once (soundtrack cover)Five years ago, a tiny Irish movie called Once took the world by storm. I first heard of it when Richard Roeper and Michael Phillips (filling in for Roger Ebert when he had surgery from which he never fully recovered) reviewed it on Ebert & Roeper. Phillips later named it the best movie of 2007, claiming the film “sent me out feeling like a million bucks.” In a terrific year for film, a year that saw the release of many of my favorites from recent years, including There Will Be Blood, No Country for Old Men, Sweeney Todd and Into the Wild, Phillips picked Once. It certainly gave me pause, and the next time I was at Blockbuster (back when those were still around — this particular Blockbuster is long gone), I rented Once and sat down to watch it. It was like nothing I had ever seen before, a modern musical with intentionally underwhelming cinematography.

Many of the movie’s particulars have faded, but I remember the scene below as clear as day:

glen hansard and markéta irglová - falling slowly (single cover)It was magic. Pure magic. Like “movie magic,” but more than that somehow, since it was like witnessing the birth of a child. Never had I seen something so tender and beautiful in a movie before, at least not when it came to a musical number. And good God, what a song. It’s a song of unmistakable greatness, and songs like them just don’t get written anymore. I remember thinking, “Who is this guy? Why haven’t I heard his music before? Why isn’t this song, like, everywhere?” The guy, it turns out, is an Irish singer/songwriter named Glen Hansard, best known as the vocalist for a band called the Frames. The girl is a Czech singer/songwriter named Markéta Irglová. Until I saw this movie, I had never heard of them. The song is called “Falling Slowly,” and it single-handedly catapulted them to greater fame when they won an Academy Award for Best Original Song in early 2008.

enchanted (soundtrack cover)“Falling Slowly” is, for my money, one of the greatest songs in recent memory, and I was shocked that the music press overlooked it entirely when they presented their best of the decade lists a couple years ago. I was also very surprised that it was the only song from the movie nominated for an Oscar. I thought “When Your Mind’s Made Up,” “If You Want Me” and “Once” were all deserving of a nomination. Instead they nominated three songs from Enchanted, which I’ve never bothered to see. (Sorry, Disney fans. I hear it’s good though.) I immediately sought out the film’s soundtrack, but in my search I discovered that there are three versions of “Falling Slowly.” The first is on the Once soundtrack, released in 2007, but two more versions were released in 2006, before the film was released.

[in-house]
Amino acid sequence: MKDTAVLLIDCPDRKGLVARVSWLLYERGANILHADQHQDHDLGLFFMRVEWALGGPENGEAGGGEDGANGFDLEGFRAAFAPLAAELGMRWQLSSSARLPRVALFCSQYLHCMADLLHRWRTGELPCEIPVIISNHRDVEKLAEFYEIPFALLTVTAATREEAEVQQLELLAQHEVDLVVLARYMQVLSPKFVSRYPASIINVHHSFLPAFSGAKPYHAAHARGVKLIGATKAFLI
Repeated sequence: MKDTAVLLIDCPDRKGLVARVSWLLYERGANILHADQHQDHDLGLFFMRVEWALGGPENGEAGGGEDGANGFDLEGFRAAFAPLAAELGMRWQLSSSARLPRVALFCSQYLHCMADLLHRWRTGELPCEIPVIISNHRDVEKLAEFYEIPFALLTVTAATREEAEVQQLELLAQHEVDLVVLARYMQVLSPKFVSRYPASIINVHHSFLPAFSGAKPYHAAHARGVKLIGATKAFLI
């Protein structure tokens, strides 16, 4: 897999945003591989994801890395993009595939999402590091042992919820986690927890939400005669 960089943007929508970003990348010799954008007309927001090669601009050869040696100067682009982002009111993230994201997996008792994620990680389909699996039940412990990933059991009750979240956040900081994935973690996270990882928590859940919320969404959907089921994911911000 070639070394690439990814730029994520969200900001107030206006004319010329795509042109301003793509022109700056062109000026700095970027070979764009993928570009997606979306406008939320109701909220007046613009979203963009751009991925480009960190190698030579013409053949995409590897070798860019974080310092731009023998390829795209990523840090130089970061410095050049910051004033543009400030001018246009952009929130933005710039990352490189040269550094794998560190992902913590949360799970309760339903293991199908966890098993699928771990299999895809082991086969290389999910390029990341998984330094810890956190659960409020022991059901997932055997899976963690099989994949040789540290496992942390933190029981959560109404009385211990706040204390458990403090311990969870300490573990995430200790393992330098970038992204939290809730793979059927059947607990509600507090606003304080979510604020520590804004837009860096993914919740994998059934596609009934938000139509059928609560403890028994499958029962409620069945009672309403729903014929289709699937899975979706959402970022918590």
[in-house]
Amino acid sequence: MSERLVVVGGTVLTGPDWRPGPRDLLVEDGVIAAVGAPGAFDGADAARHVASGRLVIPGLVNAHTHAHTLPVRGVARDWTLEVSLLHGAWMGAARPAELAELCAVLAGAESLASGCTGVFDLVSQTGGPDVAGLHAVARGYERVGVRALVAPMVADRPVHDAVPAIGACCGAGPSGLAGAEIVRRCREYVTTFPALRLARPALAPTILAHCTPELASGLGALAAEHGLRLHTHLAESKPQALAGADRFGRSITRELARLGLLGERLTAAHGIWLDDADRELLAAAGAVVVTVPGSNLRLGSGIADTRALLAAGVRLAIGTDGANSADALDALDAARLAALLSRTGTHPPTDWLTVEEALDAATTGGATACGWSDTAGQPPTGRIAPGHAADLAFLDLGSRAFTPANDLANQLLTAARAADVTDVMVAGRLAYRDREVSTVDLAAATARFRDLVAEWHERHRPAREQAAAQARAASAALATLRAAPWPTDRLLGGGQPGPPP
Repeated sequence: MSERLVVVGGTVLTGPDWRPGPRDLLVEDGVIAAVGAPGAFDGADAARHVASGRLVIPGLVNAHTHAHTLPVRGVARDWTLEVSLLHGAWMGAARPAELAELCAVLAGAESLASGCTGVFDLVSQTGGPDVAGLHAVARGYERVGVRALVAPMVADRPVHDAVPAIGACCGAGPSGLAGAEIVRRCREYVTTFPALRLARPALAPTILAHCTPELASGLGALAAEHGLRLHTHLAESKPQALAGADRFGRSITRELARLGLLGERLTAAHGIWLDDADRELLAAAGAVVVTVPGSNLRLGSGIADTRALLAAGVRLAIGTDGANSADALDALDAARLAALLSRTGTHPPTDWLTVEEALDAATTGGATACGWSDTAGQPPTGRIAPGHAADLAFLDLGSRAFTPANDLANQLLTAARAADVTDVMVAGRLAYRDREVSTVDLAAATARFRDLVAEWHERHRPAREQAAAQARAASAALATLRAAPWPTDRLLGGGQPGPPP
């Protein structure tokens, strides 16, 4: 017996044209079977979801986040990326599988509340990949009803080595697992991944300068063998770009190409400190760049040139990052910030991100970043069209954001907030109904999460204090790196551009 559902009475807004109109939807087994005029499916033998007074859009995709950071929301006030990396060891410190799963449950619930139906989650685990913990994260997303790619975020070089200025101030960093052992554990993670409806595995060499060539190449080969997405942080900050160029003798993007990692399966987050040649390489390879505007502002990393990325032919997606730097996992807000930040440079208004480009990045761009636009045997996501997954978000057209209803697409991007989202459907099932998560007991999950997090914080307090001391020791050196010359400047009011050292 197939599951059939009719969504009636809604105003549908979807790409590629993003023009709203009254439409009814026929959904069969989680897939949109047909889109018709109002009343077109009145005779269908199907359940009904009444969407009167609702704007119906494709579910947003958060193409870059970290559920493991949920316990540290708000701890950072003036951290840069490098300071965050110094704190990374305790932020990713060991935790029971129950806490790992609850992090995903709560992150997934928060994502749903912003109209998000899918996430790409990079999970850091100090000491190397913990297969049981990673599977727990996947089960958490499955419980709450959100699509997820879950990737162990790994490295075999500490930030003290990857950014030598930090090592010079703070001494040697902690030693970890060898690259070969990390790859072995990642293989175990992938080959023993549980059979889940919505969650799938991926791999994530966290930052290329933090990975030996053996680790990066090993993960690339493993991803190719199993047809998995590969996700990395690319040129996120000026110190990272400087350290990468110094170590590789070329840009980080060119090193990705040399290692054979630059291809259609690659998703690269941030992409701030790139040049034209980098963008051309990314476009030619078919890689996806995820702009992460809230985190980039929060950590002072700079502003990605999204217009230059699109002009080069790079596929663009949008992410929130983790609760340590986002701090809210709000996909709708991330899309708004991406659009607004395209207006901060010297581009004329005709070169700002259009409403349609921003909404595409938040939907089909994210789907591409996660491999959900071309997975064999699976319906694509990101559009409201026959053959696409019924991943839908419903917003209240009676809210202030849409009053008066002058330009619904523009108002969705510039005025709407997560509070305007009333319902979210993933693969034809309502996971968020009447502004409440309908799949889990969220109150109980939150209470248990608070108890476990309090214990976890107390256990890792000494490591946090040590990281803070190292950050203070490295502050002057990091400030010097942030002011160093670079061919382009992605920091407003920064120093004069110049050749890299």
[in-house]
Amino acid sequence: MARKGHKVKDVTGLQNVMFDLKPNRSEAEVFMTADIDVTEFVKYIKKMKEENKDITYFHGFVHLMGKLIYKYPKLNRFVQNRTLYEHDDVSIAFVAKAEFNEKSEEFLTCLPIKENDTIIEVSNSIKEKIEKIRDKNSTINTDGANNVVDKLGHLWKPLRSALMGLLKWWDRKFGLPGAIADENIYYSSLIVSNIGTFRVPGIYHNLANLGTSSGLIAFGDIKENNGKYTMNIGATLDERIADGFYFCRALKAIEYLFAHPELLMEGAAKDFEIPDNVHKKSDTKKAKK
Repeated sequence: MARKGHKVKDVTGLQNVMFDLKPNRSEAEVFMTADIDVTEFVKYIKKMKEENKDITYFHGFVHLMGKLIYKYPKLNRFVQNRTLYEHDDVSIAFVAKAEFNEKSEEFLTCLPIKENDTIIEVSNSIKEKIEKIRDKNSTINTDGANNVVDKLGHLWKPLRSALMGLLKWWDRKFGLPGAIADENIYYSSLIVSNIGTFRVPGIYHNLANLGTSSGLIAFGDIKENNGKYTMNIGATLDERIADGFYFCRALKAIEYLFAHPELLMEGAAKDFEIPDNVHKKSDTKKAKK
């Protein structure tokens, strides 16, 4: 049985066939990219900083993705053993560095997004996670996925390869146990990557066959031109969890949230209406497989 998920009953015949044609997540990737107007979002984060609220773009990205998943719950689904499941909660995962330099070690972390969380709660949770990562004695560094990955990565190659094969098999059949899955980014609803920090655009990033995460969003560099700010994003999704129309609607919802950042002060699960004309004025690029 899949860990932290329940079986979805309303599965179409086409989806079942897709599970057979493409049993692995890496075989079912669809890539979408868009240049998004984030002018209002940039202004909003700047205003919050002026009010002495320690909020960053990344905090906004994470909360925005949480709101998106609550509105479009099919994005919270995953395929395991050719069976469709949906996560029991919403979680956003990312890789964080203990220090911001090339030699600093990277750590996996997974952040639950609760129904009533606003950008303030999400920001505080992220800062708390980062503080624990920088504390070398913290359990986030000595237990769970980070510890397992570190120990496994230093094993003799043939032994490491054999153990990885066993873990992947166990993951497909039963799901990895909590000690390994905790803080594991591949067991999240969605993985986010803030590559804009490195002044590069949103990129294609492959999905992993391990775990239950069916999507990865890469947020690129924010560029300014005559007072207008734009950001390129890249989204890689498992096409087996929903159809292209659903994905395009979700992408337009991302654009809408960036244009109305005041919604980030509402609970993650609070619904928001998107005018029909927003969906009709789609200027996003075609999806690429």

the frames - the cost (album cover)The Frames recorded versions of “Falling Slowly” and “When Your Mind’s Made Up” for their album The Cost, and Glen Hansard and Markéta Irglová recorded versions of “Falling Slowly,” “When Your Mind’s Made Up,” “Lies” and “Leave” (all songs from Once) for their album The Swell Season. All of the versions are good, really, and it’s nice to have different takes on such great songs. By 2009, Hansard and Irglová were calling themselves The Swell Season, and they released their second album, Strict Joy, which is nothing less than a modern-day Rumours. Hansard and Irglová had entered into a real life relationship that extended beyond the seeds planted in Once, and Strict Joy, like the legendary Fleetwood Mac record, is a breakup album of the highest order, capturing the duo as they fall out of love and remain not just friends, but band members, as well.

fleetwood mac - rumours (album cover)And like Rumours, the results are absolutely glorious, as the immediacy and intimacy of their relationship, forged out of songcraft in that music store in Ireland, ends the only way it properly can, through the language of songwriting. Strict Joy is, I think, a modern classic, but it was largely ignored upon its release in October 2009. At least, it failed to appear on any best albums of the 2000s lists. Maybe that’s partially due to its release date, which, after all, was rather late in the decade. (Granted, it didn’t have a particularly wide release, but that should hardly matter. Aren’t critics supposed to be on top of like, everything?) I think this is going to be an album we will appreciate many years from now, and since no one else has bothered to say that, I guess you heard it here first.